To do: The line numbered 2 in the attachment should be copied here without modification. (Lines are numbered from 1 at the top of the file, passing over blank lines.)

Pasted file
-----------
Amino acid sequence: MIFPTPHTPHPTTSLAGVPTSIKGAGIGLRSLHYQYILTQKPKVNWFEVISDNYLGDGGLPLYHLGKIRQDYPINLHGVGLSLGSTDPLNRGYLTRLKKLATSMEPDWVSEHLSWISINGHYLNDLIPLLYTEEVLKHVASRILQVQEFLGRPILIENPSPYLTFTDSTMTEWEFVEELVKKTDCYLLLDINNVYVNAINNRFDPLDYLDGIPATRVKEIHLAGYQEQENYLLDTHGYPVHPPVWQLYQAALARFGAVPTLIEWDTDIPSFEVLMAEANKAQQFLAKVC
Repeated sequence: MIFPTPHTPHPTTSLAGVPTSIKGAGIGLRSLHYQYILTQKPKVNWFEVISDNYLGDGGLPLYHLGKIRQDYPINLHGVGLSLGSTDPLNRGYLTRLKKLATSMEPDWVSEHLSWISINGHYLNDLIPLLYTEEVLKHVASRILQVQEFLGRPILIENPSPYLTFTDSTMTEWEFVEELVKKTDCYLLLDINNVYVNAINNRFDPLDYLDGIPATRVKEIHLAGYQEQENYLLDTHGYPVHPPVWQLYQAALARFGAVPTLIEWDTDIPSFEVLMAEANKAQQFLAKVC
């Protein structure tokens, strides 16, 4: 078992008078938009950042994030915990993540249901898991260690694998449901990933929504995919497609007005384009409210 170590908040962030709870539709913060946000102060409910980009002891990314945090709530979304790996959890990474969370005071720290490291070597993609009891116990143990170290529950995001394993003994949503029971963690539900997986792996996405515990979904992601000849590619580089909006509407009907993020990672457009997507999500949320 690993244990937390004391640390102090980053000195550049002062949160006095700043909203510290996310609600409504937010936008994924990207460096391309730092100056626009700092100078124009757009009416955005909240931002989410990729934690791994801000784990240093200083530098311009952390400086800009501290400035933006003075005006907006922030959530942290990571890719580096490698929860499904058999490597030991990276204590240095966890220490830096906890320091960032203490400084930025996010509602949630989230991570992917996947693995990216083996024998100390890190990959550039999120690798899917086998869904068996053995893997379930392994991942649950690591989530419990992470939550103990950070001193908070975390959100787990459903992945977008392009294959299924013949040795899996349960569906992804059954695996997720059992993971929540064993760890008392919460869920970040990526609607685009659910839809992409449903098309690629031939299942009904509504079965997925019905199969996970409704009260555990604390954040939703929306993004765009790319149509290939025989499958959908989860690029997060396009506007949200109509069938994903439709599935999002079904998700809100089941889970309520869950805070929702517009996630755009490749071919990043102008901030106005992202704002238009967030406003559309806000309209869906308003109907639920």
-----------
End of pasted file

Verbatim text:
Repeated sequence: MIFPTPHTPHPTTSLAGVPTSIKGAGIGLRSLHYQYILTQKPKVNWFEVISDNYLGDGGLPLYHLGKIRQDYPINLHGVGLSLGSTDPLNRGYLTRLKKLATSMEPDWVSEHLSWISINGHYLNDLIPLLYTEEVLKHVASRILQVQEFLGRPILIENPSPYLTFTDSTMTEWEFVEELVKKTDCYLLLDINNVYVNAINNRFDPLDYLDGIPATRVKEIHLAGYQEQENYLLDTHGYPVHPPVWQLYQAALARFGAVPTLIEWDTDIPSFEVLMAEANKAQQFLAKVC